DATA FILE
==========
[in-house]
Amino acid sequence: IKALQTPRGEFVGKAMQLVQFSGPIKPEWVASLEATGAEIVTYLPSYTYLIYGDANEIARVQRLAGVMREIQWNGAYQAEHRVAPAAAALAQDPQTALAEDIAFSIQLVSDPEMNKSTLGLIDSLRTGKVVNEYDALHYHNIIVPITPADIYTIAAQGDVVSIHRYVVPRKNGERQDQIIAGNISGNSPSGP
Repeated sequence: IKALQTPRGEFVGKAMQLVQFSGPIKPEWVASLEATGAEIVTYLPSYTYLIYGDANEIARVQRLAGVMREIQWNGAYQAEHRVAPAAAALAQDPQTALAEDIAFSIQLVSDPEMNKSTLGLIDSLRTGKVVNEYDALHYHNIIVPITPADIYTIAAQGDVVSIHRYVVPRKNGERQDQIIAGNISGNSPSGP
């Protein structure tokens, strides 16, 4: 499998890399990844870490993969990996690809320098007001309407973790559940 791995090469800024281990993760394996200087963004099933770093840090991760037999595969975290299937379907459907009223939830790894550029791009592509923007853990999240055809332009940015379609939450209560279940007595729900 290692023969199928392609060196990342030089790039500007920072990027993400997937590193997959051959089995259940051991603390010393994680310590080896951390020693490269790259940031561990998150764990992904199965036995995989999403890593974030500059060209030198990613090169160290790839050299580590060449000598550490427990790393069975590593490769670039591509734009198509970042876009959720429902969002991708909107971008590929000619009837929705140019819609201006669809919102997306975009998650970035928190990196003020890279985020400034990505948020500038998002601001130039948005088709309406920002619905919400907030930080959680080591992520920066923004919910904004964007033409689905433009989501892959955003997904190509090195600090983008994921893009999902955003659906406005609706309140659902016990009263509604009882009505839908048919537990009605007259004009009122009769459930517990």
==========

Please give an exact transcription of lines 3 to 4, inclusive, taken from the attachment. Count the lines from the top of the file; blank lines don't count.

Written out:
Repeated sequence: IKALQTPRGEFVGKAMQLVQFSGPIKPEWVASLEATGAEIVTYLPSYTYLIYGDANEIARVQRLAGVMREIQWNGAYQAEHRVAPAAAALAQDPQTALAEDIAFSIQLVSDPEMNKSTLGLIDSLRTGKVVNEYDALHYHNIIVPITPADIYTIAAQGDVVSIHRYVVPRKNGERQDQIIAGNISGNSPSGP
């Protein structure tokens, strides 16, 4: 499998890399990844870490993969990996690809320098007001309407973790559940 791995090469800024281990993760394996200087963004099933770093840090991760037999595969975290299937379907459907009223939830790894550029791009592509923007853990999240055809332009940015379609939450209560279940007595729900 290692023969199928392609060196990342030089790039500007920072990027993400997937590193997959051959089995259940051991603390010393994680310590080896951390020693490269790259940031561990998150764990992904199965036995995989999403890593974030500059060209030198990613090169160290790839050299580590060449000598550490427990790393069975590593490769670039591509734009198509970042876009959720429902969002991708909107971008590929000619009837929705140019819609201006669809919102997306975009998650970035928190990196003020890279985020400034990505948020500038998002601001130039948005088709309406920002619905919400907030930080959680080591992520920066923004919910904004964007033409689905433009989501892959955003997904190509090195600090983008994921893009999902955003659906406005609706309140659902016990009263509604009882009505839908048919537990009605007259004009009122009769459930517990």